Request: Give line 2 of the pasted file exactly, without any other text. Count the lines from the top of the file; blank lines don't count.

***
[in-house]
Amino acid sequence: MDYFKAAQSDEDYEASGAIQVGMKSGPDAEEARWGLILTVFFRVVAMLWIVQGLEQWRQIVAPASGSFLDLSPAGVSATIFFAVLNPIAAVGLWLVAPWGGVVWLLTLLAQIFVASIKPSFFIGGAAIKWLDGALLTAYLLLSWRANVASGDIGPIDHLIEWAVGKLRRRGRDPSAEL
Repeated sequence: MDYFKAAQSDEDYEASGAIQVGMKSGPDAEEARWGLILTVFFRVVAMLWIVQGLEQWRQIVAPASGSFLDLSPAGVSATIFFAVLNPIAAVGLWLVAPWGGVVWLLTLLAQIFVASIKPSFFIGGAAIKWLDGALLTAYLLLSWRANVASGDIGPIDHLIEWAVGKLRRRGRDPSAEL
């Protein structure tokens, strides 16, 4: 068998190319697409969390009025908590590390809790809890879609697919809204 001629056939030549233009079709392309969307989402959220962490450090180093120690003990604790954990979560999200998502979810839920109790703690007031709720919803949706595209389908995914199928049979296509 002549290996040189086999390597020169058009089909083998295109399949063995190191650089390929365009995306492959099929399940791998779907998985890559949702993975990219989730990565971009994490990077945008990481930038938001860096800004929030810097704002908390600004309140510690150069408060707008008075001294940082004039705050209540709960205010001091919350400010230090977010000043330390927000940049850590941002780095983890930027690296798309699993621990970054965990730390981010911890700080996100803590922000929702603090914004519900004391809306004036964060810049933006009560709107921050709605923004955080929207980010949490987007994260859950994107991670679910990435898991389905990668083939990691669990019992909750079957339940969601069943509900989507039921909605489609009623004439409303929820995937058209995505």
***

Amino acid sequence: MDYFKAAQSDEDYEASGAIQVGMKSGPDAEEARWGLILTVFFRVVAMLWIVQGLEQWRQIVAPASGSFLDLSPAGVSATIFFAVLNPIAAVGLWLVAPWGGVVWLLTLLAQIFVASIKPSFFIGGAAIKWLDGALLTAYLLLSWRANVASGDIGPIDHLIEWAVGKLRRRGRDPSAEL